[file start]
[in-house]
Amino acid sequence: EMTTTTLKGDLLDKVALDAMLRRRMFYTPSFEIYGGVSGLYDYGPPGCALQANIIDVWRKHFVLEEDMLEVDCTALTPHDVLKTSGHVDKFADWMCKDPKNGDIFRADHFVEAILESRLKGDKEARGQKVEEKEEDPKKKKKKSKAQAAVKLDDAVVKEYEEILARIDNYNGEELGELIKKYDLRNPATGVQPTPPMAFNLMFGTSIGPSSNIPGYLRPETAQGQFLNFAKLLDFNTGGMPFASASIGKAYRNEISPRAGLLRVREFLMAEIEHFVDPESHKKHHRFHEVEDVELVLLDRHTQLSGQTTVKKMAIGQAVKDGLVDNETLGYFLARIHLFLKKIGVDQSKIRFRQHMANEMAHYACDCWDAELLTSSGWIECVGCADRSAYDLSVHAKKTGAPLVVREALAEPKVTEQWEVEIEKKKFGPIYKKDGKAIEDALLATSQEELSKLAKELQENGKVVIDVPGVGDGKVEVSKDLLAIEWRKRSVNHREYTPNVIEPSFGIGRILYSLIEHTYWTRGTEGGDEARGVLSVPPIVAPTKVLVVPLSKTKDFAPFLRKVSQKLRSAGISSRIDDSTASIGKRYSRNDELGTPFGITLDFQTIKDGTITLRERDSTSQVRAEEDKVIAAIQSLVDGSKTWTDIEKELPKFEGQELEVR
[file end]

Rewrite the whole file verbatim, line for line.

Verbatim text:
[in-house]
Amino acid sequence: EMTTTTLKGDLLDKVALDAMLRRRMFYTPSFEIYGGVSGLYDYGPPGCALQANIIDVWRKHFVLEEDMLEVDCTALTPHDVLKTSGHVDKFADWMCKDPKNGDIFRADHFVEAILESRLKGDKEARGQKVEEKEEDPKKKKKKSKAQAAVKLDDAVVKEYEEILARIDNYNGEELGELIKKYDLRNPATGVQPTPPMAFNLMFGTSIGPSSNIPGYLRPETAQGQFLNFAKLLDFNTGGMPFASASIGKAYRNEISPRAGLLRVREFLMAEIEHFVDPESHKKHHRFHEVEDVELVLLDRHTQLSGQTTVKKMAIGQAVKDGLVDNETLGYFLARIHLFLKKIGVDQSKIRFRQHMANEMAHYACDCWDAELLTSSGWIECVGCADRSAYDLSVHAKKTGAPLVVREALAEPKVTEQWEVEIEKKKFGPIYKKDGKAIEDALLATSQEELSKLAKELQENGKVVIDVPGVGDGKVEVSKDLLAIEWRKRSVNHREYTPNVIEPSFGIGRILYSLIEHTYWTRGTEGGDEARGVLSVPPIVAPTKVLVVPLSKTKDFAPFLRKVSQKLRSAGISSRIDDSTASIGKRYSRNDELGTPFGITLDFQTIKDGTITLRERDSTSQVRAEEDKVIAAIQSLVDGSKTWTDIEKELPKFEGQELEVR